Volume 4, Issue 1
  • ISSN 2665-9336
  • E-ISSN: 2665-9344
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Korean and Japanese are typical classifier languages that classify a noun based on the semantic type of its referent with a counter word when plurality is involved. Their plural marking appears to be optional when the noun denotes general plurality, but obligatory when a noun is marked by the semantic feature, [+specific] (Ioni, Ko & Wexler, 2004). In this study, we characterize the so-called ‘optional’ plurality in Korean and Japanese as the manifestation of the grammaticalization. Drawing on actual data, we demonstrate that the plural suffix is increasingly used as a neutral plural marker. The grammaticalization is more prevalent when the nouns are higher in the Animacy Hierarchy (e.g., Comrie, 1989), although there are differences in acceptability between Korean and Japanese. We attribute the differences to the language-specific uses of the plural suffix, namely, Japanese associative reading and Korean event-plural reading (Song, 1997).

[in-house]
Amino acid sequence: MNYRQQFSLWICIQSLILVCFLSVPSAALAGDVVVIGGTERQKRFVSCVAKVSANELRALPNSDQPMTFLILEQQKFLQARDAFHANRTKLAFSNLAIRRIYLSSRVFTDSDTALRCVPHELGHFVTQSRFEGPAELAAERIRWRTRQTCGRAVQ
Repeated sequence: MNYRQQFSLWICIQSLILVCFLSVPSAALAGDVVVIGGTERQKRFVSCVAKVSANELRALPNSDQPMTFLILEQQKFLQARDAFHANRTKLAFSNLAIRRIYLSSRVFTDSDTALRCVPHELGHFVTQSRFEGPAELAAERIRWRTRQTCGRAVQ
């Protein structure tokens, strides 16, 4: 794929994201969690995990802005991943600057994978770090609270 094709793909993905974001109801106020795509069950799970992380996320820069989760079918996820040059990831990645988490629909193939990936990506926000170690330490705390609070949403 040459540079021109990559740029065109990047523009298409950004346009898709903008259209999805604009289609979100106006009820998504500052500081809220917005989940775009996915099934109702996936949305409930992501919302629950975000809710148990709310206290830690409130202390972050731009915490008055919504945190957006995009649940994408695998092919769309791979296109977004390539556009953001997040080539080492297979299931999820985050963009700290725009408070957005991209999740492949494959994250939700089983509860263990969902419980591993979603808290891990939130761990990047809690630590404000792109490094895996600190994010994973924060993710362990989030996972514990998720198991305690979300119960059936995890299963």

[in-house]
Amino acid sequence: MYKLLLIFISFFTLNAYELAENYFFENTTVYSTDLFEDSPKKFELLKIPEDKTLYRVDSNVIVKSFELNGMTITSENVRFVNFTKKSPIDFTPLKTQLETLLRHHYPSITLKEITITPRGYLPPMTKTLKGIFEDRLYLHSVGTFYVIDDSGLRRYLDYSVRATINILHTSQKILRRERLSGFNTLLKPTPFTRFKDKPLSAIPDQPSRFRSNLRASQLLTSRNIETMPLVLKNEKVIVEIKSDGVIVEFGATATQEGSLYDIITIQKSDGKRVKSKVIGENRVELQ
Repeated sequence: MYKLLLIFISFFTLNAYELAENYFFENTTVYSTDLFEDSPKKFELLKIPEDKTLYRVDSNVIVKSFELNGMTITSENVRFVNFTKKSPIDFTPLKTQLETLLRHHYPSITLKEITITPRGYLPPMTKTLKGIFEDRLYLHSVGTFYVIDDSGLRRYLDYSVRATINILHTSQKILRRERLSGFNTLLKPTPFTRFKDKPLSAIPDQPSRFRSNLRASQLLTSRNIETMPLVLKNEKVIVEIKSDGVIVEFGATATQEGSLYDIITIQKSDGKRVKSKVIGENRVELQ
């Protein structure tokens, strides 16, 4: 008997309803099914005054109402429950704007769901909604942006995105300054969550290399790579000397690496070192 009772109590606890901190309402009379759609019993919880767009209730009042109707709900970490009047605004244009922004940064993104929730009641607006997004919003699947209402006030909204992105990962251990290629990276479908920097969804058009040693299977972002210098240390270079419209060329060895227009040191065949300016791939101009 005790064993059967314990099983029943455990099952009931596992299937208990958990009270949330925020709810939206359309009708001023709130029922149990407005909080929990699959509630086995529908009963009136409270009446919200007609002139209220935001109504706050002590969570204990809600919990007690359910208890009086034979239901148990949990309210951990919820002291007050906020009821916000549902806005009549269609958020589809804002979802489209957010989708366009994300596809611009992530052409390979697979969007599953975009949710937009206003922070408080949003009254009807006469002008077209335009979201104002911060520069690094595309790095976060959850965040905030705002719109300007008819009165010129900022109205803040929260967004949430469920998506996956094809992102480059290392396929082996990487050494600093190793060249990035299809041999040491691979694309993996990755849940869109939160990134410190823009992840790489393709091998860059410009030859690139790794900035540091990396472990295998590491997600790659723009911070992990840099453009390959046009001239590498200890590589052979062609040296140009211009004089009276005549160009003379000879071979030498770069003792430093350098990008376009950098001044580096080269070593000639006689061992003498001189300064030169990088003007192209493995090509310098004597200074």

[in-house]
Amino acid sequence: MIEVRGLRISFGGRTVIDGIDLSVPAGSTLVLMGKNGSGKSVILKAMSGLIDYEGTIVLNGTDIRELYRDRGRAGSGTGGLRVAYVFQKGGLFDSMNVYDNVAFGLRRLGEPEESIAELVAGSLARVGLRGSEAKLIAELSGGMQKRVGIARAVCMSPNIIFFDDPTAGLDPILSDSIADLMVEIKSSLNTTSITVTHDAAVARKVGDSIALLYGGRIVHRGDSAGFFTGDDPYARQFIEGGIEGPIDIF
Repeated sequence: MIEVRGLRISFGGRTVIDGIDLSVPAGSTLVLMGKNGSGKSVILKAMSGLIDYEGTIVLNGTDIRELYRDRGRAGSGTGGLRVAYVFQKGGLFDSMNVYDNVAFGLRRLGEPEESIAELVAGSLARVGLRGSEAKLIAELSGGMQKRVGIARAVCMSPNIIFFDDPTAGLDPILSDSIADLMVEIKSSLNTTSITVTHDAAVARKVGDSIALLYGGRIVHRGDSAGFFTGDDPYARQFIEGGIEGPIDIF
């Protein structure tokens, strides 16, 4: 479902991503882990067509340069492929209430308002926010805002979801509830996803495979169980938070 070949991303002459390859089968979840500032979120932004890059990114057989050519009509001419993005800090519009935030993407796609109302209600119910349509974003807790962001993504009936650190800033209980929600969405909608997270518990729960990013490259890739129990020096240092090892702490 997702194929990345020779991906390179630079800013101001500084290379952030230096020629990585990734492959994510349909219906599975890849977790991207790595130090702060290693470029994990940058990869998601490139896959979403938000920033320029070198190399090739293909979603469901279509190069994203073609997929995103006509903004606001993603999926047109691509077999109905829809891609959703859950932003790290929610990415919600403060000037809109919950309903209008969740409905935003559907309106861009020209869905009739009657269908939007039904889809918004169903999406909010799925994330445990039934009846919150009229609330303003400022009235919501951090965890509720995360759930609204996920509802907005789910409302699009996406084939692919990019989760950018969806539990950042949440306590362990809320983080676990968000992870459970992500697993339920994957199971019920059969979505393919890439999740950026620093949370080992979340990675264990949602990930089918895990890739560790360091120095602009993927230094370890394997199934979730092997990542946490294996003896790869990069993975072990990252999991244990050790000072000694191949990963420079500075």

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  • Article Type: Research Article
Keyword(s): classifier languages; grammaticalization; Japanese; Korean; plurality
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